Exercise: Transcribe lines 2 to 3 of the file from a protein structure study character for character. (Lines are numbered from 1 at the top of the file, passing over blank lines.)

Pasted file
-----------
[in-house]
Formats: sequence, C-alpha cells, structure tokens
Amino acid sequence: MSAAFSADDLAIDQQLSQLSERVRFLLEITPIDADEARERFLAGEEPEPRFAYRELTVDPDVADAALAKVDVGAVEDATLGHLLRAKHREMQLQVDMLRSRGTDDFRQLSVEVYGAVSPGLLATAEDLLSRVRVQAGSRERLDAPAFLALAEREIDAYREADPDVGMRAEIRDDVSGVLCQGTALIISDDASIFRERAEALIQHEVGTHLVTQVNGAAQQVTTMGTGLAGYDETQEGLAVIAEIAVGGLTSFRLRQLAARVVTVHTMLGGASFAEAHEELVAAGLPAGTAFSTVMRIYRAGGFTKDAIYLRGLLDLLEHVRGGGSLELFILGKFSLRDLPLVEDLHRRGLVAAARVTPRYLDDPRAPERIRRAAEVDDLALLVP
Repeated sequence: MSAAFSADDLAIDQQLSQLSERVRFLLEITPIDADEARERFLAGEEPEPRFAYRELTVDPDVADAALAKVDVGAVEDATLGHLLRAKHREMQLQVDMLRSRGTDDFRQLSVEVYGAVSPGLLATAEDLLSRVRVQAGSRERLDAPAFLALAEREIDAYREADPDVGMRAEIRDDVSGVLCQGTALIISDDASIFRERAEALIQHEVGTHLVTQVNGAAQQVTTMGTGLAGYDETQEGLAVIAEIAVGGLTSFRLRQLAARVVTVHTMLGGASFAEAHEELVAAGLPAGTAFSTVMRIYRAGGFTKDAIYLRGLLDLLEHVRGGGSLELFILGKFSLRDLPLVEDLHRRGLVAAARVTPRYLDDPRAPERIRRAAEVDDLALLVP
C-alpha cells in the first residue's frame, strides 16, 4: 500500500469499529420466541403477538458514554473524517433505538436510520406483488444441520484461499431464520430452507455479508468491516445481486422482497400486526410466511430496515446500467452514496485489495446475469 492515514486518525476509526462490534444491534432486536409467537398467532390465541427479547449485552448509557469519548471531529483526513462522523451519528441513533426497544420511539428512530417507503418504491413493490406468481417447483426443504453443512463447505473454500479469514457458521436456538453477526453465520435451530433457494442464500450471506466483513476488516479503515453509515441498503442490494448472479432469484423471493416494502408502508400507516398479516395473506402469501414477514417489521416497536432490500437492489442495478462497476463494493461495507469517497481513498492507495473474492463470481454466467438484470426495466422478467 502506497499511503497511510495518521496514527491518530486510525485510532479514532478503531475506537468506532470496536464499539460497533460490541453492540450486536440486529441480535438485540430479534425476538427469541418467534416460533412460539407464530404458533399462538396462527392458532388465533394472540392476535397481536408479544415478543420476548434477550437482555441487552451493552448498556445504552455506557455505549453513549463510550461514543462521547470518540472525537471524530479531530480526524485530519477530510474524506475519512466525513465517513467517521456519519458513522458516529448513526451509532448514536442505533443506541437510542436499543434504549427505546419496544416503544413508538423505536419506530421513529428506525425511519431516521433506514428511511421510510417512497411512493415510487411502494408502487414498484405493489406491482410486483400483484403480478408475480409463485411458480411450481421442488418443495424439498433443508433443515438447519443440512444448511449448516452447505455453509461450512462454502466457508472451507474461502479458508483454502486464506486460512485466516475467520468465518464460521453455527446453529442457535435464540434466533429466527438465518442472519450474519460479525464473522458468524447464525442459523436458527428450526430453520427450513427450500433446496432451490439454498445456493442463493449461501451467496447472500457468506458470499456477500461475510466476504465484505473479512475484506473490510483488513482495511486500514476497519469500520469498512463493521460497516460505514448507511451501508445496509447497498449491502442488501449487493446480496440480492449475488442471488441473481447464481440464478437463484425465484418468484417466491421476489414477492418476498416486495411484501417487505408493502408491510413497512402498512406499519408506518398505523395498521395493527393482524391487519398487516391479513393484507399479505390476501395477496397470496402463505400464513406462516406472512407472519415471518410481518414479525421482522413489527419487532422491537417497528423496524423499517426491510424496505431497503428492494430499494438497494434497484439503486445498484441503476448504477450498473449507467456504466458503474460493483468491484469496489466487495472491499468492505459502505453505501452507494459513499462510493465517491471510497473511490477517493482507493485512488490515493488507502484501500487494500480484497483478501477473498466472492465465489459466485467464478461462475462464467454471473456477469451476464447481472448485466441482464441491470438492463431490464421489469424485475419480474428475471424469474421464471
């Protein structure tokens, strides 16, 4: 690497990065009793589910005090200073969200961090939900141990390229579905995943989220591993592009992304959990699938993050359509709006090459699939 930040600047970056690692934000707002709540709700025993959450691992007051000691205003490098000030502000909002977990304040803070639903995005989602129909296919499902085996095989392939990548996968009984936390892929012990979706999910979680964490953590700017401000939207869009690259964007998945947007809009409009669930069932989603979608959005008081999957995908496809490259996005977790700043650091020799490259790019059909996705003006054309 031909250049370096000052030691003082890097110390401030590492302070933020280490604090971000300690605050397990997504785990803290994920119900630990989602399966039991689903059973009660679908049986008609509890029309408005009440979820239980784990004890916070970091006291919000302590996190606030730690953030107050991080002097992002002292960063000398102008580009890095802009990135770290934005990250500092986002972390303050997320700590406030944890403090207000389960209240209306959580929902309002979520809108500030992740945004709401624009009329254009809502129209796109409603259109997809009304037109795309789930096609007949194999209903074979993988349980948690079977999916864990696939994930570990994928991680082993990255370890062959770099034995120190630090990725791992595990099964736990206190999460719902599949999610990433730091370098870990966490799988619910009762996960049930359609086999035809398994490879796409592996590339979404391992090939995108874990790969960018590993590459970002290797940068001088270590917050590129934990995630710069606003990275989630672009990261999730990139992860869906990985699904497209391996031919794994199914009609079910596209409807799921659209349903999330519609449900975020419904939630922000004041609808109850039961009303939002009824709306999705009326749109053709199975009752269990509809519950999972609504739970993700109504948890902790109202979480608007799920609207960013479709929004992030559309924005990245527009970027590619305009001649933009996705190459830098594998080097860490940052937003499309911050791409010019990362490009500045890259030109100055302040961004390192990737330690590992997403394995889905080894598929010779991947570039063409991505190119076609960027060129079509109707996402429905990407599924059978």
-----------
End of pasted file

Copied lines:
Formats: sequence, C-alpha cells, structure tokens
Amino acid sequence: MSAAFSADDLAIDQQLSQLSERVRFLLEITPIDADEARERFLAGEEPEPRFAYRELTVDPDVADAALAKVDVGAVEDATLGHLLRAKHREMQLQVDMLRSRGTDDFRQLSVEVYGAVSPGLLATAEDLLSRVRVQAGSRERLDAPAFLALAEREIDAYREADPDVGMRAEIRDDVSGVLCQGTALIISDDASIFRERAEALIQHEVGTHLVTQVNGAAQQVTTMGTGLAGYDETQEGLAVIAEIAVGGLTSFRLRQLAARVVTVHTMLGGASFAEAHEELVAAGLPAGTAFSTVMRIYRAGGFTKDAIYLRGLLDLLEHVRGGGSLELFILGKFSLRDLPLVEDLHRRGLVAAARVTPRYLDDPRAPERIRRAAEVDDLALLVP